|This section's representation of one or more viewpoints about a controversial issue may be unbalanced or inaccurate. (April 2010)|
For her book Slaughterhouse, Gail Eisnitz, chief investigator for the Humane Farming Association (HFA), interviewed slaughterhouse workers in the U.S. who say that, because of the speed with which they are required to work, animals are routinely skinned while apparently alive, and still blinking, kicking, and shrieking. Eisnitz argues that this is not only cruel to the animals, but also dangerous for the human workers, as cows weighing several thousands of pounds thrashing around in pain are likely to kick out and debilitate anyone working near them.
According to the HFA, Eiznitz interviewed slaughterhouse workers representing over two million hours of experience, who, without exception, told her that they have beaten, strangled, boiled, and dismembered animals alive, or have failed to report those who do. The workers described the effects the violence has had on their personal lives, with several admitting to being physically abusive or taking to alcohol and other drugs.
The HFA alleges that workers are required to kill up to 1,100 hogs an hour, and end up taking their frustration out on the animals. Eisnitz interviewed one worker, who had worked in ten slaughterhouses, about pig production. He told her:
|“||Hogs get stressed out pretty easy. If you prod them too much, they have heart attacks. If you get a hog in the chute that's had the shit prodded out of him and has a heart attack or refuses to move, you take a meat hook and hook it into his bunghole. You try to do this by clipping the hipbone. Then you drag him backwards. You're dragging these hogs alive, and a lot of times the meat hook rips out of the bunghole. I've seen hams — thighs — completely ripped open. I've also seen intestines come out. If the hog collapses near the front of the chute, you shove the meat hook into his cheek and drag him forward.||”|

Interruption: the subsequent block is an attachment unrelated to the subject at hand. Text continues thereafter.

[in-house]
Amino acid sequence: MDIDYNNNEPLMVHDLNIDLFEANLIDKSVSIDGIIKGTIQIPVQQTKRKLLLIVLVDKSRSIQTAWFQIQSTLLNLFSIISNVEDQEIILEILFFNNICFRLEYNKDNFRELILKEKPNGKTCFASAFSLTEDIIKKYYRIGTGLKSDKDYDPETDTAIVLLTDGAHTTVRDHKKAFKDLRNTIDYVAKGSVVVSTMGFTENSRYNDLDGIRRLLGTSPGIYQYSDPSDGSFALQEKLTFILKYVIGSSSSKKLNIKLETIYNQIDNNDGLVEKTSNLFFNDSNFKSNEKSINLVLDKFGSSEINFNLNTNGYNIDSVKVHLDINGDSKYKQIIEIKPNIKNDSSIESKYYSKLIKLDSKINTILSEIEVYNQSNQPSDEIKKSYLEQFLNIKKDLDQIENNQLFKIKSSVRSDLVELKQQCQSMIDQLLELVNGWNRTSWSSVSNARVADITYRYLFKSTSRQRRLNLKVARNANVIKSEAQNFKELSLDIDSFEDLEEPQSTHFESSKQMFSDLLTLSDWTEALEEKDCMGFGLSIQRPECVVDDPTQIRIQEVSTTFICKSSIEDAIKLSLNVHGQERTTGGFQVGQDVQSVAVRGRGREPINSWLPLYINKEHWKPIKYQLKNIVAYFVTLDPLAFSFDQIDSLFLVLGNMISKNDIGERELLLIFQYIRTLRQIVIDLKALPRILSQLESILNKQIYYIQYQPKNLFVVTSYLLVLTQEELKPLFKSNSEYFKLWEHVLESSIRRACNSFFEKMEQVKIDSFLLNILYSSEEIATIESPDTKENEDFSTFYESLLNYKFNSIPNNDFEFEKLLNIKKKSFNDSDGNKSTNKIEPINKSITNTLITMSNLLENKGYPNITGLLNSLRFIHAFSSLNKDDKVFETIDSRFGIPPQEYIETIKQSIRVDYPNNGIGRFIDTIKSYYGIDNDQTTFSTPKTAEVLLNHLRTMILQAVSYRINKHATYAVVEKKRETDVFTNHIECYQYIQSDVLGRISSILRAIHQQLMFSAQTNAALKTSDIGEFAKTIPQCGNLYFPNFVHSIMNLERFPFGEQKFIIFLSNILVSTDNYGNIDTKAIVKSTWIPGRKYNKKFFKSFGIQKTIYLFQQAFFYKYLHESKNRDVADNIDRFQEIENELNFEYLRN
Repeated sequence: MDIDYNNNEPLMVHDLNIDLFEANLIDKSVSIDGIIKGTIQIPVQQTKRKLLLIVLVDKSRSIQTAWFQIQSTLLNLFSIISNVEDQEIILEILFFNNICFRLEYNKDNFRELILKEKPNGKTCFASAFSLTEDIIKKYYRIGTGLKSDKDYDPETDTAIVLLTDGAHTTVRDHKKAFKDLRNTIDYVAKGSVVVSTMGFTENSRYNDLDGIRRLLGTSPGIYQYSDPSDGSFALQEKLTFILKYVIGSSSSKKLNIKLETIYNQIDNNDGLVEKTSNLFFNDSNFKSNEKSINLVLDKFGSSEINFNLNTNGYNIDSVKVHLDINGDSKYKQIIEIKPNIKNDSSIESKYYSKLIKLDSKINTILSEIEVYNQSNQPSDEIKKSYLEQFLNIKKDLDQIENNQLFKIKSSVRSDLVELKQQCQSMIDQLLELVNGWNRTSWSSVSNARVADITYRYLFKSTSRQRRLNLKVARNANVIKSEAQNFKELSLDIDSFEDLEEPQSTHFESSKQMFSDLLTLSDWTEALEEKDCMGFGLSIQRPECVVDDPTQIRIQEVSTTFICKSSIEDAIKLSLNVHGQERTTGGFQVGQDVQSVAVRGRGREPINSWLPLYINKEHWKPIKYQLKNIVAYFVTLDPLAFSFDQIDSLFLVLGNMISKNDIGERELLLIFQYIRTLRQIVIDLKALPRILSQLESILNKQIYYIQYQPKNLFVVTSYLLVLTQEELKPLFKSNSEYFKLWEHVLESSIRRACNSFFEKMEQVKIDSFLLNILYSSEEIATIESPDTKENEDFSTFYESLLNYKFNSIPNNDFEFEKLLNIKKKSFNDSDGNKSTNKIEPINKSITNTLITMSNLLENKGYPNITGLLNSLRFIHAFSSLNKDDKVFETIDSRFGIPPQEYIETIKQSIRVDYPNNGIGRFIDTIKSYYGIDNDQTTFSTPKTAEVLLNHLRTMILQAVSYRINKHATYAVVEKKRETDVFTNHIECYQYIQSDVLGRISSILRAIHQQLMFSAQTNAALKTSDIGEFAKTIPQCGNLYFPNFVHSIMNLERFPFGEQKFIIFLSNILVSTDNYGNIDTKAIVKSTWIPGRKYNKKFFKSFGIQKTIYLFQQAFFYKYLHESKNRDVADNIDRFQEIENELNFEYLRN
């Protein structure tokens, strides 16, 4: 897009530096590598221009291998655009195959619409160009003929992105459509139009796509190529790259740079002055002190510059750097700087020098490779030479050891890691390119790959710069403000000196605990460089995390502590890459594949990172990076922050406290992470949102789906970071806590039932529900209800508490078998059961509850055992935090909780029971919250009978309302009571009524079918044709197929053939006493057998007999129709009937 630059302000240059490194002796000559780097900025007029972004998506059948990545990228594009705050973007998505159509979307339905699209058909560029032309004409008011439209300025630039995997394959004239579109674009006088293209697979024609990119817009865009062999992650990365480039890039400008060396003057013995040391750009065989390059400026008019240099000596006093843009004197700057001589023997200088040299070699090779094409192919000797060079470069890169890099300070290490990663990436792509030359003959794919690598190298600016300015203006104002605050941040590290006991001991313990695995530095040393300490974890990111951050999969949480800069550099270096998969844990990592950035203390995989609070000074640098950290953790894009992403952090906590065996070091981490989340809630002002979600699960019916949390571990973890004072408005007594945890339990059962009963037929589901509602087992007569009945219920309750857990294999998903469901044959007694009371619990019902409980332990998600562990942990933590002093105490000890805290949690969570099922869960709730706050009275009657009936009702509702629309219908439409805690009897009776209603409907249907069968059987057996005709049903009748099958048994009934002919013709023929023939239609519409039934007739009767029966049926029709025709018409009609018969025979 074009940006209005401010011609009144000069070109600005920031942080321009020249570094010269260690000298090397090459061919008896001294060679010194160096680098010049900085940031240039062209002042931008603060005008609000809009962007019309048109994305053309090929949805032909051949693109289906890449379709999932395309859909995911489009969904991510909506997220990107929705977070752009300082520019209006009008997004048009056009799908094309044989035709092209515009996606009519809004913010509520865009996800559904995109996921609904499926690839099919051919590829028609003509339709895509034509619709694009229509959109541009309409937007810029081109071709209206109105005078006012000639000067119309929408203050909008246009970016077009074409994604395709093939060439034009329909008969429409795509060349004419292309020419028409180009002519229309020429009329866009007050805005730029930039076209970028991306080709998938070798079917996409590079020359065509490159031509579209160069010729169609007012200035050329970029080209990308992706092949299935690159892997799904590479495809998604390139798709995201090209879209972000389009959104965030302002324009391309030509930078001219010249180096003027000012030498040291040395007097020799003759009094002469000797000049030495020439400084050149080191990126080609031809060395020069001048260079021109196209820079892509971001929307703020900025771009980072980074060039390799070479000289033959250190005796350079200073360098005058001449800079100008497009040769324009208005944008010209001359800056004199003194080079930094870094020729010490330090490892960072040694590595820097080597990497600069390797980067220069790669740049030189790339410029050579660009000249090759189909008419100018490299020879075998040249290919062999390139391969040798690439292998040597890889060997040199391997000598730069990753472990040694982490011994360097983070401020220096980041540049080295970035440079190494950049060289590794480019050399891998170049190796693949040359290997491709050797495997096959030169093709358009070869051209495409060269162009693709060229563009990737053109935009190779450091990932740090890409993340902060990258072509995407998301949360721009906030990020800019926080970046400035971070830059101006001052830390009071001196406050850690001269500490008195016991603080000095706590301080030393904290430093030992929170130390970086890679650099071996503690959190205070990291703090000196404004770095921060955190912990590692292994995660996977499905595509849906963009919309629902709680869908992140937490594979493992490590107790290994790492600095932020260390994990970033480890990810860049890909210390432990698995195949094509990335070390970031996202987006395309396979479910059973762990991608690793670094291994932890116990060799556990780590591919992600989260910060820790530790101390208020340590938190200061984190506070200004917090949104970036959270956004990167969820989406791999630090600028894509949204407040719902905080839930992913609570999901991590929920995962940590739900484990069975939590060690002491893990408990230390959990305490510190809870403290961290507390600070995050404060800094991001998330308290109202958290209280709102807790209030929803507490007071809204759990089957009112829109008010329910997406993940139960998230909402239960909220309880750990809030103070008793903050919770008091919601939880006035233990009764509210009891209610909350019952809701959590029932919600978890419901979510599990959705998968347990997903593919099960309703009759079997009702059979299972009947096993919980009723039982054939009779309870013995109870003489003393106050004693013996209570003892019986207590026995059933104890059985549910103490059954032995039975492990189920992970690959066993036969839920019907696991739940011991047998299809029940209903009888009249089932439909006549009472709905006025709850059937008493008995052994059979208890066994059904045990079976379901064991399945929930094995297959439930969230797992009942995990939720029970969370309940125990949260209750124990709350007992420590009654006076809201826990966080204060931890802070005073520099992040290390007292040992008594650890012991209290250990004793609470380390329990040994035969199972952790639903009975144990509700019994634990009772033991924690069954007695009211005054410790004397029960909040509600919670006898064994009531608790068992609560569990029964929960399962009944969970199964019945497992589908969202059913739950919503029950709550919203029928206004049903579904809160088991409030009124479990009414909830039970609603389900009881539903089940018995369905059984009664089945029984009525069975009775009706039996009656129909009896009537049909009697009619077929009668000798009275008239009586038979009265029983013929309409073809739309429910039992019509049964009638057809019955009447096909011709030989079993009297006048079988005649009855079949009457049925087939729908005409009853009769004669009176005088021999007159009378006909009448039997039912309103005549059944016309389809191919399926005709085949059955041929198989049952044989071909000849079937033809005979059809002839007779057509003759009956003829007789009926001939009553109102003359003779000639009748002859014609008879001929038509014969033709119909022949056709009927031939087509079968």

Over the last few decades, some research has been done toward making slaughterhouses more humane; one well-known scientist in this field is Temple Grandin.
Historically, some doubted that fish could experience pain. However, laboratory experiments have shown that fish do react to painful stimuli (e.g. injections of bee venom) in a similar way to mammals. The expansion of fish farming as well as animal welfare concerns in society has led to research into more humane and faster ways of killing fish. In large-scale operations like fish farms, stunning fish with electricity or putting them into water saturated with nitrogen so that they cannot breathe, results in death more rapidly than just taking them out of the water. For sport fishing, it is recommended that fish be killed soon after catching them by hitting them on the head followed by bleeding out, or by stabbing the brain with a sharp object (called pithing or ike jime in Japanese).
The largest slaughterhouse in the world is operated by the Smithfield Packing Company in Tar Heel, North Carolina. It is capable of butchering over 32,000 pigs a day. In the US, the majority of major meat packing plants are located in the Midwestern and High Plains regions. The Mina Slaughterhouse in the Kingdom of Saudi Arabia, operated by the Ministry of Public Works and Housing, has a capacity of 22,000 head of sheep per hour, equivalent to 300,000 head per day. During the Islamic Hajj religious festival period, it is the largest meat processing plant in the world employing 24,000 workers.